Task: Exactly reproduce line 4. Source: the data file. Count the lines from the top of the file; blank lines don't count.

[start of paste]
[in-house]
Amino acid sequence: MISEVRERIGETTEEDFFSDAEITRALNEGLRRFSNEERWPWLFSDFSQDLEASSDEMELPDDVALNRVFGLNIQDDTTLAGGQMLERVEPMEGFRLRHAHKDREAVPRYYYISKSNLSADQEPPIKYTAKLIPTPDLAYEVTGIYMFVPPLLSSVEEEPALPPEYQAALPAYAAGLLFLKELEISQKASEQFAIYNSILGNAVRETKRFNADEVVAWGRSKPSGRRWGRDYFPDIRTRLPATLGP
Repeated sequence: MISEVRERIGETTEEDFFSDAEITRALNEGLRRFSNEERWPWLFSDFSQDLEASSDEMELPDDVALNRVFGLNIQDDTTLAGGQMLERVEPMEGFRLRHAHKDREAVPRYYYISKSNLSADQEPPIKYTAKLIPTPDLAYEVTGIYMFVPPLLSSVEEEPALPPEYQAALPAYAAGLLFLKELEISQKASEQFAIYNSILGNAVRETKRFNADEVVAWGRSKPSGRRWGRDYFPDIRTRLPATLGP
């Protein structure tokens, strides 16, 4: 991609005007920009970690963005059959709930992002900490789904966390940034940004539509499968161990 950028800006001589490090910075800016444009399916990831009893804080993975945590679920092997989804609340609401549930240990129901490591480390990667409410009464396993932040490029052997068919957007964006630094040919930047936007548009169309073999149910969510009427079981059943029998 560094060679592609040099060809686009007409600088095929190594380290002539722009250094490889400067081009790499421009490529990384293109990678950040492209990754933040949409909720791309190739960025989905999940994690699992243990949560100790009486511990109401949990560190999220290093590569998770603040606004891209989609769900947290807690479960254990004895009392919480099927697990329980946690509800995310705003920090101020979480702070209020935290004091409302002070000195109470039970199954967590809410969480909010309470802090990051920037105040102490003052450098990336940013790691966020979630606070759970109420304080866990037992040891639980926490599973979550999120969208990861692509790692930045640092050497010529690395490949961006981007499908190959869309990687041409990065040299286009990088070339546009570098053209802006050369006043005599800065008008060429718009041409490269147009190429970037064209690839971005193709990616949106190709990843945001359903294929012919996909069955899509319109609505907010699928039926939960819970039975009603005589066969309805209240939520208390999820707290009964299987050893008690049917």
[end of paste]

């Protein structure tokens, strides 16, 4: 991609005007920009970690963005059959709930992002900490789904966390940034940004539509499968161990 950028800006001589490090910075800016444009399916990831009893804080993975945590679920092997989804609340609401549930240990129901490591480390990667409410009464396993932040490029052997068919957007964006630094040919930047936007548009169309073999149910969510009427079981059943029998 560094060679592609040099060809686009007409600088095929190594380290002539722009250094490889400067081009790499421009490529990384293109990678950040492209990754933040949409909720791309190739960025989905999940994690699992243990949560100790009486511990109401949990560190999220290093590569998770603040606004891209989609769900947290807690479960254990004895009392919480099927697990329980946690509800995310705003920090101020979480702070209020935290004091409302002070000195109470039970199954967590809410969480909010309470802090990051920037105040102490003052450098990336940013790691966020979630606070759970109420304080866990037992040891639980926490599973979550999120969208990861692509790692930045640092050497010529690395490949961006981007499908190959869309990687041409990065040299286009990088070339546009570098053209802006050369006043005599800065008008060429718009041409490269147009190429970037064209690839971005193709990616949106190709990843945001359903294929012919996909069955899509319109609505907010699928039926939960819970039975009603005589066969309805209240939520208390999820707290009964299987050893008690049917």